Since it was a summer day, after disabling the first transmission line, the entire normal load plus the entire peak load should have been distributed over other circuits to To avoid lack of energy. And usually it would be easy to do, but the other circuits were also under peak load, and after they were suddenly transferred to additional energy, they turned off, causing more lines to become overloaded, and more circuits went out. As a result, more than 50 million people in the US and Canada were left without electricity. At that time, it was the second most common power outage [крупнейшее за всю историю отключение случилось в Индии в 2012 году и затронуло 620 млн чел. – прим. перев.]and led to such simple circumstances as a hot day and a small bug in the computer that allowed cascading outages to quickly get out of hand.
Times Square during shutdown in 2003
It should be noted that energy companies are commercial organizations, therefore building a power grid that is more durable than necessary does not have a commercial meaning. Of course, it always makes sense to have additional safety capacity, and the company from Ohio at some point could really act disdainfully, but at least they were not completely negligent. In addition, the rear mind is always easy to find guilty.
Shutdowns as a business model
On the other hand, there were such outages that were specially organized by companies seeking to profit from it . The California energy crisis of 2000-2001 is an almost elementary example of a conflict of interest, when an energy seller like Enron, which controls the supply of energy to the state, also trades energy futures. This practice has already been banned, but it required that this company, known today for corruption, dubious business practices and bankruptcy, catalyze changes in laws that allowed such a lack of regulation in the energy market. California during this crisis was constantly subjected to cascading inclusions, despite the fact that the power transmission system was reliable enough to withstand all the requests, and the generating capacity was sufficient to meet the needs of the entire staff without any disconnections.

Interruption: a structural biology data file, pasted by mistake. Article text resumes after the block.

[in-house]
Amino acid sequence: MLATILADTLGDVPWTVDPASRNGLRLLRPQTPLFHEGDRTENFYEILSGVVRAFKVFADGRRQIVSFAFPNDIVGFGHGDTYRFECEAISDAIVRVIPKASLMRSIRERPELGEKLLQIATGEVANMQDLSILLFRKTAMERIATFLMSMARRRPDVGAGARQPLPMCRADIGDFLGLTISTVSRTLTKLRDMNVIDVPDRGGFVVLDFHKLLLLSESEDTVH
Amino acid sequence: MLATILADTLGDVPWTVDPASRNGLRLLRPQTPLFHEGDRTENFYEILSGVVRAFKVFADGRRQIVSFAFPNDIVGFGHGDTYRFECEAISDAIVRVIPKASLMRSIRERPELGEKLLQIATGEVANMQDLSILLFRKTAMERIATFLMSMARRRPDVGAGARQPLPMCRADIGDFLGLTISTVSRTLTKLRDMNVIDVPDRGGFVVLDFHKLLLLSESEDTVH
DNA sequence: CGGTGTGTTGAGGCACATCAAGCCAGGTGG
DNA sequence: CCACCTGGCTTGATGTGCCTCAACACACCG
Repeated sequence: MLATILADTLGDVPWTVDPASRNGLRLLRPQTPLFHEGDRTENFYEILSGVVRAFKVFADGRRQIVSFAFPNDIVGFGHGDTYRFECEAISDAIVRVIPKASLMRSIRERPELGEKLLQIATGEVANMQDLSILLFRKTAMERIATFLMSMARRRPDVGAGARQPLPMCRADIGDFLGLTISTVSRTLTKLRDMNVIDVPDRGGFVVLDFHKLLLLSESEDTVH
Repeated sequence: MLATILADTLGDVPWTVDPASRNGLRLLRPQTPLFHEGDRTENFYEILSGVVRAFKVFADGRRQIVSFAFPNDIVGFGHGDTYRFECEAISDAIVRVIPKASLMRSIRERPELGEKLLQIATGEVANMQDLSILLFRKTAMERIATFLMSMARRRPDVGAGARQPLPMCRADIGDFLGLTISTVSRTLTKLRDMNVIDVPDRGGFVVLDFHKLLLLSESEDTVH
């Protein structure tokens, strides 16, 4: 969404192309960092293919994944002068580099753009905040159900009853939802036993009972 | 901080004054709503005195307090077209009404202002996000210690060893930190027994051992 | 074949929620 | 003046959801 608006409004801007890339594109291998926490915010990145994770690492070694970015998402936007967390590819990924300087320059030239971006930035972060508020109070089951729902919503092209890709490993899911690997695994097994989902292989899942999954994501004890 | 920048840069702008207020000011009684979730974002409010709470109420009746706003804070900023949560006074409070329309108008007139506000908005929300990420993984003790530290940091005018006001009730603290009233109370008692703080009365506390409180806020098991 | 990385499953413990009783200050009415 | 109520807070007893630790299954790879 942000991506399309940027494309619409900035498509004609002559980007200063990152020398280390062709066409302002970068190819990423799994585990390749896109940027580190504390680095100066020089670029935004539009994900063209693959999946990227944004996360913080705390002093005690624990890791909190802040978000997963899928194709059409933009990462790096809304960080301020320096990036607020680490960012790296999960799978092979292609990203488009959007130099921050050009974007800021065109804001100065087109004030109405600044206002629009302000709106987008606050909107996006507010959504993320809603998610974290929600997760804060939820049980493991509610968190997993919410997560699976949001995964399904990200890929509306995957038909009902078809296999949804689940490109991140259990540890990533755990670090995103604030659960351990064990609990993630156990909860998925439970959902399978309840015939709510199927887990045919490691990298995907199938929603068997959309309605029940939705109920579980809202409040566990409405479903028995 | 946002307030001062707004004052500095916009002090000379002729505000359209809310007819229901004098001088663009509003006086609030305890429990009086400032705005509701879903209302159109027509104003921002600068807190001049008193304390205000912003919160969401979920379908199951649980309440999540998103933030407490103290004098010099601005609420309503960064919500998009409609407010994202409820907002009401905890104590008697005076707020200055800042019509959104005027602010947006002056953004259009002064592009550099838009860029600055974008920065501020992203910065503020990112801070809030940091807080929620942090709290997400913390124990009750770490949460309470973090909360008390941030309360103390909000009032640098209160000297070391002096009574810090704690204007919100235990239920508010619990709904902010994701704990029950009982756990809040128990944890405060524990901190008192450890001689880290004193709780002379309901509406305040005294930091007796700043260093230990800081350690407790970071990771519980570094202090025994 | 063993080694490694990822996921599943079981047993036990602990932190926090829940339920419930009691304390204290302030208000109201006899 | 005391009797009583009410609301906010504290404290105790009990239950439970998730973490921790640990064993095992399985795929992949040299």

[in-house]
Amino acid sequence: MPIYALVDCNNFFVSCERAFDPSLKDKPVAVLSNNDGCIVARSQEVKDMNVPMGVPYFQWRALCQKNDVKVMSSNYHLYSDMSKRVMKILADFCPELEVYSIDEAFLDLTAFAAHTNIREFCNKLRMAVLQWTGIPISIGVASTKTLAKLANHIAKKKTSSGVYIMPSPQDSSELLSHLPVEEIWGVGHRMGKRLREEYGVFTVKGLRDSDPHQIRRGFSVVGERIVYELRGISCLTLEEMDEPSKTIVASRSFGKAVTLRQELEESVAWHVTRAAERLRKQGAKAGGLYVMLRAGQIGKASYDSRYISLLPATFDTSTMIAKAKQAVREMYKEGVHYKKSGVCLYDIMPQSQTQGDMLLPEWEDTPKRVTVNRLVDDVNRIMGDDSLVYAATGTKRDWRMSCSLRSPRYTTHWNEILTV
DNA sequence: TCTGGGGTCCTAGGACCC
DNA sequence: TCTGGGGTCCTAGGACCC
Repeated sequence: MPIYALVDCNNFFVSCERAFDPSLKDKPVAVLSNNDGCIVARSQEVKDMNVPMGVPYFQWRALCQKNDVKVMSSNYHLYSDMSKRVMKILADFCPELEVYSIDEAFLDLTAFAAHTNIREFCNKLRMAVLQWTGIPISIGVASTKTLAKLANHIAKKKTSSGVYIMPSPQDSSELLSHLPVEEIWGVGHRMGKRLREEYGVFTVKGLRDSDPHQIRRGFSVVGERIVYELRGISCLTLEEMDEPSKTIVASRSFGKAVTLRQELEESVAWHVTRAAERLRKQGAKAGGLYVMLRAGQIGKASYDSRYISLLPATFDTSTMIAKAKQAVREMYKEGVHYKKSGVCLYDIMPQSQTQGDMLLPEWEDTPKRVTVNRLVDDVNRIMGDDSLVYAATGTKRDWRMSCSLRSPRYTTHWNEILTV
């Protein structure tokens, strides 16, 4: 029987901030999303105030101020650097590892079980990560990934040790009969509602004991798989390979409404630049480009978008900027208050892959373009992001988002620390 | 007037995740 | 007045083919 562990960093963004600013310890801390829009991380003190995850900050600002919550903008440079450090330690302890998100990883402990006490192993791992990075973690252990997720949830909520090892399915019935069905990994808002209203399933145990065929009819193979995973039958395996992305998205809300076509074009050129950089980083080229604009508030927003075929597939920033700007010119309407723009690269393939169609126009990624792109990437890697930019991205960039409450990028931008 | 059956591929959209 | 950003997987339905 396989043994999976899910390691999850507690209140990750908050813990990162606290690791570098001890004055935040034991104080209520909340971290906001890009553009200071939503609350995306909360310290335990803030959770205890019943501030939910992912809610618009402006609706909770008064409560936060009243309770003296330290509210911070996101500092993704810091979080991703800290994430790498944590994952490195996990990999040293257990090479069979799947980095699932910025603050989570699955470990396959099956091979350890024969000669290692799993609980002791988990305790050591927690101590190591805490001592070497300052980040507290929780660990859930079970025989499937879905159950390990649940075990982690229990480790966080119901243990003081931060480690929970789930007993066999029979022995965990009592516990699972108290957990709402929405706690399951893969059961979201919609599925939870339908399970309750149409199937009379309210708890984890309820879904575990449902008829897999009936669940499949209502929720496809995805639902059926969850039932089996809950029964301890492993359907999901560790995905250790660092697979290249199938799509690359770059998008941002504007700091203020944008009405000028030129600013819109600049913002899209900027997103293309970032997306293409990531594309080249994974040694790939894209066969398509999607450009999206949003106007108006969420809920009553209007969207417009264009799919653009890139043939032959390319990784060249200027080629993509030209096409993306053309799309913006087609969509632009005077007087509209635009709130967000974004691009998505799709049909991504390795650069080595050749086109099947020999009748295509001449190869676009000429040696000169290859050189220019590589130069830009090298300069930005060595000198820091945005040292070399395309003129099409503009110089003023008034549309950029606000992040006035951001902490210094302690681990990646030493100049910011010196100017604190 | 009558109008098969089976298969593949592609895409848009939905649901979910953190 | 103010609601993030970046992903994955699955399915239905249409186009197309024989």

New York during the shutdown of 1977
We start the power station by "lighting up"
Despite Enron's increased regulatory powers in North America, which is able to cope with such problems, energy companies are obliged to restore power after shutdown. Although damage to the network must be repaired, it must not be fed from the nuclear power plant or from a gas turbine – it's not as easy as clicking the switch. If the power plant ceases to generate power, it needs either external power or a so-called power supply to start it. System of "black start" (generators), launching larger diesel generators, giving the necessary energy. It is necessary to run steam boilers, move control rods, supply fuel – and for all this, energy is required. Hydropower stations are usually used for the "black start" of the company, but other technologies are used in places where it is impossible to block the river.
Small energy outages can happen anywhere, and large ones occur relatively rarely, despite the aging infrastructure and negligent companies. Of course, in the scale of an entire network, energy transfer can go on a very complex scheme. In the following articles of the series, we will consider smart networks: modern modernization of the power grid and how modern technologies help to improve it.